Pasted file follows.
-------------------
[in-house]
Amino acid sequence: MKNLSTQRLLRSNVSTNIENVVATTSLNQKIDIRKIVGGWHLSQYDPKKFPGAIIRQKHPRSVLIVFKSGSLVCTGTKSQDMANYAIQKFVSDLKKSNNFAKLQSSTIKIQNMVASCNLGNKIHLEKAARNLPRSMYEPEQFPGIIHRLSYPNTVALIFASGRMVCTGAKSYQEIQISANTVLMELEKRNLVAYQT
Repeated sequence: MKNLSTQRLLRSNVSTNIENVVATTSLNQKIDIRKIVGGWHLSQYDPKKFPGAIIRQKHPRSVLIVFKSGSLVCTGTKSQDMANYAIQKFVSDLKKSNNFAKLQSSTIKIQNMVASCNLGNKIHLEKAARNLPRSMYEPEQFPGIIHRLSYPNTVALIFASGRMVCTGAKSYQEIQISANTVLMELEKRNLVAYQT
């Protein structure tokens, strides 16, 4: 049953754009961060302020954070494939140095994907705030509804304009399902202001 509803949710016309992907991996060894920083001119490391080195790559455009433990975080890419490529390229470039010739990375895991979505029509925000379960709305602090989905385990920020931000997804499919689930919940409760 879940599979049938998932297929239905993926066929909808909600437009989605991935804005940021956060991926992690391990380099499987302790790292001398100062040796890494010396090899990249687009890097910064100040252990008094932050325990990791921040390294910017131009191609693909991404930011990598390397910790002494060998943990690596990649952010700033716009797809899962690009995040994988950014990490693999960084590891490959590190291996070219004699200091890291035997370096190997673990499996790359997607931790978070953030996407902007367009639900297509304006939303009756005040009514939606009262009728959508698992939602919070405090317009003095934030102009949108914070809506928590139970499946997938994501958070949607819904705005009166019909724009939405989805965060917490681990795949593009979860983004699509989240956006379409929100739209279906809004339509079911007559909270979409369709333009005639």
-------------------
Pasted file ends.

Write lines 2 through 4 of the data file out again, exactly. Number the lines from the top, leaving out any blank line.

Amino acid sequence: MKNLSTQRLLRSNVSTNIENVVATTSLNQKIDIRKIVGGWHLSQYDPKKFPGAIIRQKHPRSVLIVFKSGSLVCTGTKSQDMANYAIQKFVSDLKKSNNFAKLQSSTIKIQNMVASCNLGNKIHLEKAARNLPRSMYEPEQFPGIIHRLSYPNTVALIFASGRMVCTGAKSYQEIQISANTVLMELEKRNLVAYQT
Repeated sequence: MKNLSTQRLLRSNVSTNIENVVATTSLNQKIDIRKIVGGWHLSQYDPKKFPGAIIRQKHPRSVLIVFKSGSLVCTGTKSQDMANYAIQKFVSDLKKSNNFAKLQSSTIKIQNMVASCNLGNKIHLEKAARNLPRSMYEPEQFPGIIHRLSYPNTVALIFASGRMVCTGAKSYQEIQISANTVLMELEKRNLVAYQT
């Protein structure tokens, strides 16, 4: 049953754009961060302020954070494939140095994907705030509804304009399902202001 509803949710016309992907991996060894920083001119490391080195790559455009433990975080890419490529390229470039010739990375895991979505029509925000379960709305602090989905385990920020931000997804499919689930919940409760 879940599979049938998932297929239905993926066929909808909600437009989605991935804005940021956060991926992690391990380099499987302790790292001398100062040796890494010396090899990249687009890097910064100040252990008094932050325990990791921040390294910017131009191609693909991404930011990598390397910790002494060998943990690596990649952010700033716009797809899962690009995040994988950014990490693999960084590891490959590190291996070219004699200091890291035997370096190997673990499996790359997607931790978070953030996407902007367009639900297509304006939303009756005040009514939606009262009728959508698992939602919070405090317009003095934030102009949108914070809506928590139970499946997938994501958070949607819904705005009166019909724009939405989805965060917490681990795949593009979860983004699509989240956006379409929100739209279906809004339509079911007559909270979409369709333009005639």